Annual RecycleMania challenges Stanford faculty, staff and students to pitch less waste to landfills

Stanford is one of some 600 colleges and universities nationwide competing in the annual RecycleMania, which is designed to reduce waste sent to landfills and increase knowledge of steps faculty and staff can take to increase recycling.

L.A. Cicero Julie Muir

Julie Muir, recycling manager for Peninsula Sanitary Services Inc.

If you are tempted to throw that soda can in the trash rather than take the time to look for a recycling container, resist the urge.

For the next several months, the Department of Sustainability and Energy Management, Buildings & Grounds Maintenance and Peninsula Sanitary Service Inc. (PSSI) are keeping a close eye on how much waste Stanford faculty, staff and students divert to recycling.

Their observations are part of the annual RecycleMania, a competition that pits Stanford against other colleges and universities nationwide in a competition designed to reduce the amount of waste that ends up in landfills. The competition began Feb. 6 and ends April 4. Incentives are being offered to faculty and staff who pledge to participate.

Julie Muir is recycling manager for PSSI, the firm that oversees Stanford's recycling, composting and solid waste management. She answers questions about RecycleMania and about Stanford's recycling programs.


What is RecycleMania, and why does Stanford participate?

RecycleMania is a national competition among more than 600 college and university recycling programs designed to encourage waste reduction on campus. We have a longstanding and award-winning program at Stanford, and RecycleMania gives us a chance to see how we compare to other universities. It also gives us a chance to raise awareness of waste reduction issues and educate people about how to recycle. As part of the competition, schools report recycling and trash data to see, for instance, who collects the largest amount of recyclables per capita, the largest amount of total recyclables and the least amount of trash per capita.


What do Stanford's past results in the contest suggest to you about how we recycle and how we compare to our peers?

Our past results show that Stanford recycles a lot of pounds of recyclables! We tend to score high in the individual categories, like paper, cardboard, bottles and cans, and in the per capita recycling. At the same time, the results show that we throw a lot of trash away per person compared to other schools. This is the area we need to work on so that we can reduce the amount landfill materials.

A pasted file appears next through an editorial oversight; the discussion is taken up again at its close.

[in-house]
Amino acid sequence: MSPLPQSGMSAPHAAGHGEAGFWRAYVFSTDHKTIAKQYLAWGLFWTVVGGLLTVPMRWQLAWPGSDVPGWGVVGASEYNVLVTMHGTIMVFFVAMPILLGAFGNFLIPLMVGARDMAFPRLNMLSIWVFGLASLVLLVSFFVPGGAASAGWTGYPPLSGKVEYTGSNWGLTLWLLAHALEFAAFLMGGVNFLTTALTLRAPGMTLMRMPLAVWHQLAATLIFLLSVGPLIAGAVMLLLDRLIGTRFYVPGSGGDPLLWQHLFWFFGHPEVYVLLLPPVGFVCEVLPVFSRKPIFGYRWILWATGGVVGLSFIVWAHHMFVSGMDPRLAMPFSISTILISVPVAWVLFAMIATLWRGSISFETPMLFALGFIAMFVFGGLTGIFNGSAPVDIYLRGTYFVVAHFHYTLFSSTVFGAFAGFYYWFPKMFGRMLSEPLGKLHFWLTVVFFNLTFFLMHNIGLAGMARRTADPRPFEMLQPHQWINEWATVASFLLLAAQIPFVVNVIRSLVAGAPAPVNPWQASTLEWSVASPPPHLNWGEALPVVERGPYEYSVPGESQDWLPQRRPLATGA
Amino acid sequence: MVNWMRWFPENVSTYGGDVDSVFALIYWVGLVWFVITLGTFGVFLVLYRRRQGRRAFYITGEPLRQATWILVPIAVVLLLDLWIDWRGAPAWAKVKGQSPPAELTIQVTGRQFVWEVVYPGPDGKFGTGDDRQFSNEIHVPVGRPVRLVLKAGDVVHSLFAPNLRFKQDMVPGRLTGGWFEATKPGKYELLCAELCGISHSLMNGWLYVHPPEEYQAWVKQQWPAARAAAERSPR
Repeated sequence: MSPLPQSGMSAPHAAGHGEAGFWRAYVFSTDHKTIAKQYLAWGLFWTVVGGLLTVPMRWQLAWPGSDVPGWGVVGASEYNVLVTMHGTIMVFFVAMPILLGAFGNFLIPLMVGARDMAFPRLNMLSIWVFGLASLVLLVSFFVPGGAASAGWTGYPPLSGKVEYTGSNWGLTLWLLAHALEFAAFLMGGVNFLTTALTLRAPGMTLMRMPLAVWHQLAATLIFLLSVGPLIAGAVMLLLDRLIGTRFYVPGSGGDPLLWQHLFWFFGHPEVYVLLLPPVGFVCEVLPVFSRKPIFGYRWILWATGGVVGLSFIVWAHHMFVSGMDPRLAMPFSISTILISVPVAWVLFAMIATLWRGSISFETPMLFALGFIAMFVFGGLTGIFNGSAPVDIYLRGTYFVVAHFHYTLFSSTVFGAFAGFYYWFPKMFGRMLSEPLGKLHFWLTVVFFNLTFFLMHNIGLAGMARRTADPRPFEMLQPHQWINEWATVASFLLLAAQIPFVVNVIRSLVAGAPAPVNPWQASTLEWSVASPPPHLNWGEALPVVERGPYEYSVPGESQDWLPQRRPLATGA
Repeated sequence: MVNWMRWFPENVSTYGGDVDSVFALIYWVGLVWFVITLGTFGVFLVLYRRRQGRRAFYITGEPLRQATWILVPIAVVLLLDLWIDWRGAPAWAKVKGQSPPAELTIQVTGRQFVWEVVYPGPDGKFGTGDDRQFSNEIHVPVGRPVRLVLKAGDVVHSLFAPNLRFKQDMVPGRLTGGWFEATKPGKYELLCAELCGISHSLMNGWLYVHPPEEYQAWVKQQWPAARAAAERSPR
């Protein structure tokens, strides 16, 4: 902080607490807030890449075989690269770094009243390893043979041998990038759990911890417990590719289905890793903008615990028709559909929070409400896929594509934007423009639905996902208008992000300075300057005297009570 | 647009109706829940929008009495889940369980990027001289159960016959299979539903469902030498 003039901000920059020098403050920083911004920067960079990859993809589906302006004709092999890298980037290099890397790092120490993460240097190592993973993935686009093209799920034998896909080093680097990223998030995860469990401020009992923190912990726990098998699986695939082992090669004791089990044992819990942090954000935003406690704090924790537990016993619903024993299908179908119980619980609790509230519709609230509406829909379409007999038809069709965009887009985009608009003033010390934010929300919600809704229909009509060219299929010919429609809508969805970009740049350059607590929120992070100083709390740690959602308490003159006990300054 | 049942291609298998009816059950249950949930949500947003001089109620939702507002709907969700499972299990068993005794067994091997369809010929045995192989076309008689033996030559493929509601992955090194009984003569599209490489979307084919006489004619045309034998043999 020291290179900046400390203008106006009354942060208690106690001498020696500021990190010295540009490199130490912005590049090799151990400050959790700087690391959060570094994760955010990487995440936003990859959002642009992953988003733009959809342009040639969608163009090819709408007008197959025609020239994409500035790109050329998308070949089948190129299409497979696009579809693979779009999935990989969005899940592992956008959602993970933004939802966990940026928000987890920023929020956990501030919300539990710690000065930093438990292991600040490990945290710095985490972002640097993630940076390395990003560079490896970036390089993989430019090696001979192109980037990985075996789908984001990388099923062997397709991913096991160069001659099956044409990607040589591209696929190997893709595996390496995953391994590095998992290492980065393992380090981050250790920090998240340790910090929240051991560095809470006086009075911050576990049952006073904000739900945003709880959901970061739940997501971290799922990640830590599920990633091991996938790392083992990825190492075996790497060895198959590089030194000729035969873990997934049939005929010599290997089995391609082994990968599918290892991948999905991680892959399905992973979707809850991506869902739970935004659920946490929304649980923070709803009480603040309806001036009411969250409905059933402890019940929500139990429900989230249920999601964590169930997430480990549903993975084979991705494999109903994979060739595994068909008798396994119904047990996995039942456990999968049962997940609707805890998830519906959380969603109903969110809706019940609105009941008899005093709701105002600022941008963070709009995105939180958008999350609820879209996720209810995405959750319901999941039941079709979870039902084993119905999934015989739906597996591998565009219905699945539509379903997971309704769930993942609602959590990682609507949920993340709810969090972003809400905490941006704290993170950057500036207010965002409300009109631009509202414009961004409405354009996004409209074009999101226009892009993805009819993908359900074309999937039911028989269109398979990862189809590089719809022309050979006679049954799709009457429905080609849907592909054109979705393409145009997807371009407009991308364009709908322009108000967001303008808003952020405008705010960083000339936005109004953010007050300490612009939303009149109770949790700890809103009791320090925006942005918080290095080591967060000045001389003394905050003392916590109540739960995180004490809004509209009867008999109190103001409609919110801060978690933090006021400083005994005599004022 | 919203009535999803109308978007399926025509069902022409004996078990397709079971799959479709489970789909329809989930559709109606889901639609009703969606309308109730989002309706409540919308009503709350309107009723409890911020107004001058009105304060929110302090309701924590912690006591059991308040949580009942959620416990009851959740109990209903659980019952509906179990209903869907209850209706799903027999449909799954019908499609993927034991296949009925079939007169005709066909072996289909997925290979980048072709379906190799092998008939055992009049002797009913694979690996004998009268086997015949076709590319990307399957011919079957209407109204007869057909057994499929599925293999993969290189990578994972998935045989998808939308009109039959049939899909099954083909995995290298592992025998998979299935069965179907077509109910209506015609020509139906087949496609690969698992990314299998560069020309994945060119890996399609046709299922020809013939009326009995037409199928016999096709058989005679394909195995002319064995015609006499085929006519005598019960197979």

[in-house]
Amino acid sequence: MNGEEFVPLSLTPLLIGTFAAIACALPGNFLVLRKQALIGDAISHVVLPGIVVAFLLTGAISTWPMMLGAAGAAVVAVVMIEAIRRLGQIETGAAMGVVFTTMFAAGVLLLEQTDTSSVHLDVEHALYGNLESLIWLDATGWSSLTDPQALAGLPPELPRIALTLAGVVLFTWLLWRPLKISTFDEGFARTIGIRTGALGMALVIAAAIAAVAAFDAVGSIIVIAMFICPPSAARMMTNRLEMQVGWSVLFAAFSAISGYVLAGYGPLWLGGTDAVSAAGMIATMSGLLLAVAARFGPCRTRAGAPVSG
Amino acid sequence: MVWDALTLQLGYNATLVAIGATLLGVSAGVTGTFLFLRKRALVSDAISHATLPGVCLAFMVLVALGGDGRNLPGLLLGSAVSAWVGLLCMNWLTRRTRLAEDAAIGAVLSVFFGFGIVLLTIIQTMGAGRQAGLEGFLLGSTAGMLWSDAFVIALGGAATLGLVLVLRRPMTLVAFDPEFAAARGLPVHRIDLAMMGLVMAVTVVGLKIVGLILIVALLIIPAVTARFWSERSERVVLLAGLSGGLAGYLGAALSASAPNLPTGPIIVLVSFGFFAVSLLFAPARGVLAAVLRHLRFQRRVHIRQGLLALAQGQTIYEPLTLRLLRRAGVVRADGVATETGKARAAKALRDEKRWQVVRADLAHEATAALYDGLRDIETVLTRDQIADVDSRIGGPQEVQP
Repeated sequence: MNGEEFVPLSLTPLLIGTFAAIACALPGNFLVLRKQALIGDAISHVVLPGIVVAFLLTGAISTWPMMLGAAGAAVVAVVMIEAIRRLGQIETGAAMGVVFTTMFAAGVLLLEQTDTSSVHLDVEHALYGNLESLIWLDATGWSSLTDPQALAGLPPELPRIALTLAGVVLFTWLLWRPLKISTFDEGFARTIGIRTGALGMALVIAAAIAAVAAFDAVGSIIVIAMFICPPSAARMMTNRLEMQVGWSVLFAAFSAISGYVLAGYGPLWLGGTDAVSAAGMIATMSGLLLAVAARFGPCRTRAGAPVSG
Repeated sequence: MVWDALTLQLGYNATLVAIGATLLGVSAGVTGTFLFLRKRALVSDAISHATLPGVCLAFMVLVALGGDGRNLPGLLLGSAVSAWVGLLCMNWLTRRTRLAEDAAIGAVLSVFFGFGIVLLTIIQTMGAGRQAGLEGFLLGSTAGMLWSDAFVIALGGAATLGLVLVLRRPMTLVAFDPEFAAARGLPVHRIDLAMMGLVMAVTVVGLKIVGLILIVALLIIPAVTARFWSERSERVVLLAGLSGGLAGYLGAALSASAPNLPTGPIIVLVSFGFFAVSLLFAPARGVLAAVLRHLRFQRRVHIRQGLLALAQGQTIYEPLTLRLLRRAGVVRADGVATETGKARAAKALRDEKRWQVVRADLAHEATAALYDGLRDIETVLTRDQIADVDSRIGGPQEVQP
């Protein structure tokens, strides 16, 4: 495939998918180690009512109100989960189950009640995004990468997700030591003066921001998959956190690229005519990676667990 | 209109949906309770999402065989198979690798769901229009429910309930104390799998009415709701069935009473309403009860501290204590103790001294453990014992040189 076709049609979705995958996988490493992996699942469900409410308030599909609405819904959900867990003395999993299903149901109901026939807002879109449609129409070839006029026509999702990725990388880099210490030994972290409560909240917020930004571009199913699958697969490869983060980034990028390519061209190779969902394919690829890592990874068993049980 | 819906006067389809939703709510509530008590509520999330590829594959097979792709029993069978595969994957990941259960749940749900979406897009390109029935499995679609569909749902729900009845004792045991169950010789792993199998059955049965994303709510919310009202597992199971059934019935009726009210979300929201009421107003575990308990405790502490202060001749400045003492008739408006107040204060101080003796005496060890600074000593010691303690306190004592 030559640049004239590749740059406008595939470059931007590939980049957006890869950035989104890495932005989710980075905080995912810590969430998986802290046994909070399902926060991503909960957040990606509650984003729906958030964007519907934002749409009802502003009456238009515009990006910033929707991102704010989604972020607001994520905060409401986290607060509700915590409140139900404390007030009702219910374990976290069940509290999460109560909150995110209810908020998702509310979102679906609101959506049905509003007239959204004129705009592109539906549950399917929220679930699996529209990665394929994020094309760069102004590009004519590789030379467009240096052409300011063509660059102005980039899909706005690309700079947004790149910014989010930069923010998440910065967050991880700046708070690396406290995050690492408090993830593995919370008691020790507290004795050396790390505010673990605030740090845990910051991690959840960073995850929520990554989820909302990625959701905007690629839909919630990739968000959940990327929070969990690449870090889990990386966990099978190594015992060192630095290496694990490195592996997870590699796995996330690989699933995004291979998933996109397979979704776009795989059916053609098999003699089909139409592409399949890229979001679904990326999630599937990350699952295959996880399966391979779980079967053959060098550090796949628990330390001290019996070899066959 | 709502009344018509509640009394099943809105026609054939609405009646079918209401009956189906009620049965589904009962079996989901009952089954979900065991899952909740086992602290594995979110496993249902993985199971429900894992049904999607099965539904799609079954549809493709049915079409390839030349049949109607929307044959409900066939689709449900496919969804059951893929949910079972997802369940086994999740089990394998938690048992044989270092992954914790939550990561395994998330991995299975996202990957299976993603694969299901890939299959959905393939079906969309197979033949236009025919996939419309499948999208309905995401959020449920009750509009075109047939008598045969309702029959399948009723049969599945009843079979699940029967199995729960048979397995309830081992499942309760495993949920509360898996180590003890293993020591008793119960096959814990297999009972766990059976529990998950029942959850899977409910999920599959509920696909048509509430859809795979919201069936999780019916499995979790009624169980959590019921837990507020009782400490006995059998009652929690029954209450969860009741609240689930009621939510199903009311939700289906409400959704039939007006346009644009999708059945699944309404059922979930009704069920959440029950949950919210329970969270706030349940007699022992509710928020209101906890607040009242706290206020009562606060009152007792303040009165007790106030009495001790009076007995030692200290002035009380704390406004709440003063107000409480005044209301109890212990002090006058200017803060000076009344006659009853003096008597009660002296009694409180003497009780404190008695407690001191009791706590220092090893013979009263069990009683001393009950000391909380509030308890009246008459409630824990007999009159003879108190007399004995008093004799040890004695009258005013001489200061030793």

How much of its waste does Stanford divert from landfills?

Over the last 30 years, we've increased waste diversion to 65 percent by recycling paper, bottles and cans, yard trimmings, food scraps, wood, and construction and demolition debris. We have also reduced the amount of waste sent to the landfill to its lowest levels in 2010. This is good news.


Could we do better?

Yes. We performed more than 20 waste audits in the last two years – that's where we actually sort through trash – and we found that about 25 percent of what we send to the landfill is recyclable bottles and cans and paper and paper packaging. About 30 percent is compostable. We can do much better.


Where does Stanford's waste and recycling go?

Our landfill waste goes to Newby Island landfill and our compostable materials go the Newby Island compost facility in San Jose on the Milpitas border. Our recyclables go to various locations in the South Bay.


What can faculty and staff members do to improve the university's recycling practices?

We make it really easy for everyone to recycle. To help, faculty and staff should use reusable cups, plates and utensils. Recycle all your plastic, metal and glass. We recycle all plastic containers except No. 6 polystyrene. Recycle all your paper and paper packaging, as well as cardboard boxes. Recycle all plastic bags, air pillows and bubble wrap in the paper recycling bins on campus. If you have composting available, then compost coffee grounds, food scraps and BPI [Biodegradable Products Institute] certified compostable serviceware.

During this year's campaign, Sustainable Stanford is holding a weekly raffle to recognize Stanford community members who do not put any recyclable items in the trash. Just fill out the weekly pledge and raffle entry form on the RecycleMania campaign website.